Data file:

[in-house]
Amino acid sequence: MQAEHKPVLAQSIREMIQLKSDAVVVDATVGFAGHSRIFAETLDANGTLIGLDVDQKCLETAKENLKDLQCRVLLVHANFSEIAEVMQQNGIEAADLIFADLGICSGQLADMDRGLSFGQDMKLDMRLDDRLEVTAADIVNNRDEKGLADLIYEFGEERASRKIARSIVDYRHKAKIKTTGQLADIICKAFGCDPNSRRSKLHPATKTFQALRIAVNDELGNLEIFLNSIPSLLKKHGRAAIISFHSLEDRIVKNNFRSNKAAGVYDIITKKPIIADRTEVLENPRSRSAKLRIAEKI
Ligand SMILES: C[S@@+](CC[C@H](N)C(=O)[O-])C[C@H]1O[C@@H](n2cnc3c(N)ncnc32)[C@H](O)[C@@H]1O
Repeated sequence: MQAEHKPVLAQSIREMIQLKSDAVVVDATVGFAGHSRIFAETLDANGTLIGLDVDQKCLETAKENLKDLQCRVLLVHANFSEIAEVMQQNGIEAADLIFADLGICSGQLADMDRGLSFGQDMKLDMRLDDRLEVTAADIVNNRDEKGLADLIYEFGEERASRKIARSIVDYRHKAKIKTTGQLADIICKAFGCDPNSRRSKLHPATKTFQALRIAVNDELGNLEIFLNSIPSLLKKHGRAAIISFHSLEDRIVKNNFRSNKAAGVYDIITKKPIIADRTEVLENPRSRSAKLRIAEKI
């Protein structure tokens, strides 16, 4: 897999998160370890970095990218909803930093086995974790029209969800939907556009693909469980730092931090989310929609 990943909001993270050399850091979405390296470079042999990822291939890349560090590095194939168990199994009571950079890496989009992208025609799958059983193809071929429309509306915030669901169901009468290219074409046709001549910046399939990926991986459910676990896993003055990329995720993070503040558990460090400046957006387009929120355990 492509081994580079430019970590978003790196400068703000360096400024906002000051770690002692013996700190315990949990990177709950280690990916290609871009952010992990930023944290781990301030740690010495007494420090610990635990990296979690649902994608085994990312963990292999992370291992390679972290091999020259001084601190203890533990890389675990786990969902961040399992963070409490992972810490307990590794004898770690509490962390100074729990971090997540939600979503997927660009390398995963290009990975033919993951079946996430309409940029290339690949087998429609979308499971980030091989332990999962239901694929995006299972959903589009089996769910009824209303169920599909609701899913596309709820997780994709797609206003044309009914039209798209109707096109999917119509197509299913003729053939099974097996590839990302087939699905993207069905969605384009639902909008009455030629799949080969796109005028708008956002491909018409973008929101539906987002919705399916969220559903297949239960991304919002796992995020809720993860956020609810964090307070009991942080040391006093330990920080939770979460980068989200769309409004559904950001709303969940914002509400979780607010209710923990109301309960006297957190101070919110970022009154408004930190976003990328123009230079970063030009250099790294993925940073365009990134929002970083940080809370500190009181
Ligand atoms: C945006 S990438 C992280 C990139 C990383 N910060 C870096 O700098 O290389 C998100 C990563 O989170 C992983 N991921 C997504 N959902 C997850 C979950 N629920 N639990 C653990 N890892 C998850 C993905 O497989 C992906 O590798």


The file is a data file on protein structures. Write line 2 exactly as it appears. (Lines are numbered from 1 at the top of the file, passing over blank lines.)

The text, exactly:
Amino acid sequence: MQAEHKPVLAQSIREMIQLKSDAVVVDATVGFAGHSRIFAETLDANGTLIGLDVDQKCLETAKENLKDLQCRVLLVHANFSEIAEVMQQNGIEAADLIFADLGICSGQLADMDRGLSFGQDMKLDMRLDDRLEVTAADIVNNRDEKGLADLIYEFGEERASRKIARSIVDYRHKAKIKTTGQLADIICKAFGCDPNSRRSKLHPATKTFQALRIAVNDELGNLEIFLNSIPSLLKKHGRAAIISFHSLEDRIVKNNFRSNKAAGVYDIITKKPIIADRTEVLENPRSRSAKLRIAEKI